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Fighting malaria through pop music

Multimedia: Senegalese singing sensation Youssou N'Dour encourages families to sleep under mosquito nets.

Senegalese health workers explain to mothers how to use, hang and maintain treated mosquito nets. A total of two million free nets were distributed nationwide recently in the hopes of covering every child under age five. (Anne Look/GlobalPost)

DAKAR, Senegal — “My woman went home. My woman went back. Brother, I’m just desperate,” croons Pape Diouf in the opening bars of the new single by fellow Senegalese pop star, Youssou N'Dour.

But, this is no ordinary ballad of heartbreak.

The song tells the story of a man whose girlfriend left him because he got malaria. As he seeks sympathy, members of the community tell him it's all his fault. He should have been sleeping under a treated mosquito net.

The song, whose title, "Xeex Sibburu," means "Fight Malaria," is the result of a collaboration between the Youssou N'Dour Foundation and the U.S.-based nonprofit organization Malaria No More. It is part of Malaria No More's mission to use “marketing muscle” from the private sector to end malaria deaths worldwide.

The nonprofit has already teamed up with celebrities like Sean Combs, Ashton Kutcher and David Beckham. If star power and effective marketing can sell digital cameras and tennis shoes, then why can't they also get people to donate mosquito nets, or in the case of “Xeex Sibburu,” sleep under one?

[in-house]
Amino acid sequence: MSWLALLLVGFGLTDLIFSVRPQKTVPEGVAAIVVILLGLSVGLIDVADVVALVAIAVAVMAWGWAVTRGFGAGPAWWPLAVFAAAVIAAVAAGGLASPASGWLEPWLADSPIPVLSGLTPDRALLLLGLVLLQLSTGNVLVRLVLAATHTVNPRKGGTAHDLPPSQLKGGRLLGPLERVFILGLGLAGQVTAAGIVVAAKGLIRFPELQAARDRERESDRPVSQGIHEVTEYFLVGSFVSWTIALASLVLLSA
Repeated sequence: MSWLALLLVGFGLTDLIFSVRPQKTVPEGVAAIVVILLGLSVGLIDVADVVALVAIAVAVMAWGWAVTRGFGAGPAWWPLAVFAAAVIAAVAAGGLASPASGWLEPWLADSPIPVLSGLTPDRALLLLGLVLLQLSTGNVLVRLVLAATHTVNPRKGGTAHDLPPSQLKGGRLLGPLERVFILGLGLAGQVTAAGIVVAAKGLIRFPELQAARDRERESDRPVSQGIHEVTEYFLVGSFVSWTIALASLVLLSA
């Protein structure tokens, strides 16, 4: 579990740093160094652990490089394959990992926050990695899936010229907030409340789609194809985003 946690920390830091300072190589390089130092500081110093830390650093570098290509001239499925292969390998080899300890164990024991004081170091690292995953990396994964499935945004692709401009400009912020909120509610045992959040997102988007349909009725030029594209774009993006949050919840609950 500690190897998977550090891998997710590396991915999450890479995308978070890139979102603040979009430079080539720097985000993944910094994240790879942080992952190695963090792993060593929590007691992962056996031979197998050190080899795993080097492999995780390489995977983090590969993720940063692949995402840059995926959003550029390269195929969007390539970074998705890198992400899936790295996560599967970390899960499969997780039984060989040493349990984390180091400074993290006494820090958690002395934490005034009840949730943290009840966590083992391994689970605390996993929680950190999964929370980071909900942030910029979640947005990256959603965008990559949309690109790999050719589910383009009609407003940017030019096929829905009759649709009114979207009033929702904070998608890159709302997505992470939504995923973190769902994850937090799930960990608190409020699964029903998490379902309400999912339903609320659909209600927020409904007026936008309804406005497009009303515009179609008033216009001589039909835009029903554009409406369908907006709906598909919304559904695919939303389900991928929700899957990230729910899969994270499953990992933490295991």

“Our strategy here in Senegal is to take some of those techniques and some of those resources and put them behind some of the best local marketers,” said Martin Edlund, the group's Senegal Project Director. “There's a strong case to be made that Youssou N'Dour is the best local marketer here in West Africa.”

No More Excuses

Though preventable and treatable, malaria kills one million people a year, 90 percent of them Africans. Malaria kills more African children than any other disease, one every 30 seconds.

Senegal’s health ministry and National Malaria Control Program are already waging an impressive offensive against the disease. Senegal reported a dramatic drop in cases earlier this year, largely due to rapid diagnostic testing and improved treatment. In some regions, no cases were reported in 2008.

Yet, many Senegalese still accept the disease as a fact of life, and it continues to be a leading cause of death and developmental problems in children.

“Hey, take it easy, remember that God’s will prevails,” the song’s protagonist says as people chide him.

“No, talk is cheap,” the woman responds.

“You’re teasing,” he says.

“No, I’m not,” she says. “You have not been careful. Didn’t you get a mosquito net? You, my boy, what this woman is saying is the absolute truth. Had you protected yourself, you would have been malaria free.”